IL divorce lawyerIn uncontested divorces, both spouses are typically willing to hand over whatever information the other party requests or needs. However, in divorce cases that involve spouses who do not get along with one another, it is not always guaranteed that you will get all of the information that you asked for. The process of discovery is simply just the formal process of asking your spouse for their financial information and handing over any information that they request in turn.

How Can I Gather Information During the Discovery Process?

There are various things you can do during the discovery process to help gather information. Not all divorces will include all forms of discovery, but they are all available to use as legal tools for gathering information. These discovery tools include:

  • Formal requests: Generally, the discovery process begins when an attorney sends a formal request for certain financial information to the other party. This request could be for documents such as tax returns, bank statements, pay stubs, retirement account ledgers, insurance policies, and even estate planning documents.
  • Interrogatories: If your attorney utilizes interrogatories, a list of questions will be sent to your spouse for them to answer. They are required to answer these questions truthfully, under the full disclosure requirement of Illinois law. These questions typically serve the purpose of gathering evidence to support your claim for marital property and/or spousal support.
  • Admissions of fact: If your spouse is dancing around a question and will not directly answer it, an admission of fact can force them to answer. An admission of fact is similar to an interrogatory, though your spouse must answer simply “yes” or “no” depending on the question.
  • Requests for reproduction: You can ask for a request for reproduction of certain documents if they were not already handed over. For example, if you are notified that your spouse is going to call an expert witness during the trial to testify, you might want to request any and all documentation that the other party has on the witness.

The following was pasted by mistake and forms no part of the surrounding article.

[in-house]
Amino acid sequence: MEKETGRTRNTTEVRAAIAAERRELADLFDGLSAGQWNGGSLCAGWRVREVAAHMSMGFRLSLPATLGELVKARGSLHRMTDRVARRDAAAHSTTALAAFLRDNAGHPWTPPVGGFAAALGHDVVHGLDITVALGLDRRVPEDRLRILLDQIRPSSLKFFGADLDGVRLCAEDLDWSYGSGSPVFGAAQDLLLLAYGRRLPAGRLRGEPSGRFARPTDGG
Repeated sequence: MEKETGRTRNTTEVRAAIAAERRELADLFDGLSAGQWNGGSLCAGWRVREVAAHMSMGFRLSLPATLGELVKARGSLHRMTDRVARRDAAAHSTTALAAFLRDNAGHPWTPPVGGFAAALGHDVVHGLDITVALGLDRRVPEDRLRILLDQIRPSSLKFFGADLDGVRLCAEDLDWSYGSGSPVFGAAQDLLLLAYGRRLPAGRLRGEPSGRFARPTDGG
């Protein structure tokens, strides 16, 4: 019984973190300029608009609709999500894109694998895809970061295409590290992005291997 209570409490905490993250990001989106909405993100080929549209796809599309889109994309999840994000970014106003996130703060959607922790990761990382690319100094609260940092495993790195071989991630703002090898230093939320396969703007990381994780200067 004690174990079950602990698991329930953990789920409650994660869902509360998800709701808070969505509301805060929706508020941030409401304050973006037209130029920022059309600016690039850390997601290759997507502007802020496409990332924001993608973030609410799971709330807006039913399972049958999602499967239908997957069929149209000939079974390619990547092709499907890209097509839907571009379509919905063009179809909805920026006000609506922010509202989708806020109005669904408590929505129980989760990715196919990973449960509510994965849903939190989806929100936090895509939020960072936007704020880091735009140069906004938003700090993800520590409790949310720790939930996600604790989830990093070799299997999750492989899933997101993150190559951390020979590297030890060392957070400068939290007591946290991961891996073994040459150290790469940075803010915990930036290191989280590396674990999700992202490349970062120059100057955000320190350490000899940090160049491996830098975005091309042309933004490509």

• Depositions: A deposition is a sort of interview that takes place between your attorney and your spouse. Your attorney will have a list of questions that they will ask your spouse in the presence of a court reporter. The statements taken by your spouse through a deposition are sworn statements that could result in perjury if they lie deliberately. The court reporter will transcribe the entire conversation between your attorney and your spouse.
  • Subpoenas: If your spouse is difficult and does not comply with your discovery requests, a subpoena may be warranted. Subpoenas are court orders that are often used as a last resort when a party is being particularly uncooperative and can force that person to either testify in court or produce certain documents.

Discuss Your Situation With a Burr Ridge, IL Divorce Attorney

If you and your spouse do not agree on property division issues during your divorce, you should speak with a knowledgeable DuPage County contested divorce lawyer about your case. At Botti Marinaccio, LTD, we have experience working with a variety of couples in many different situations, including contested divorces. Our team of skilled attorneys can help you fight for your best interests. To schedule a consultation, call our office today at 630-575-8585.



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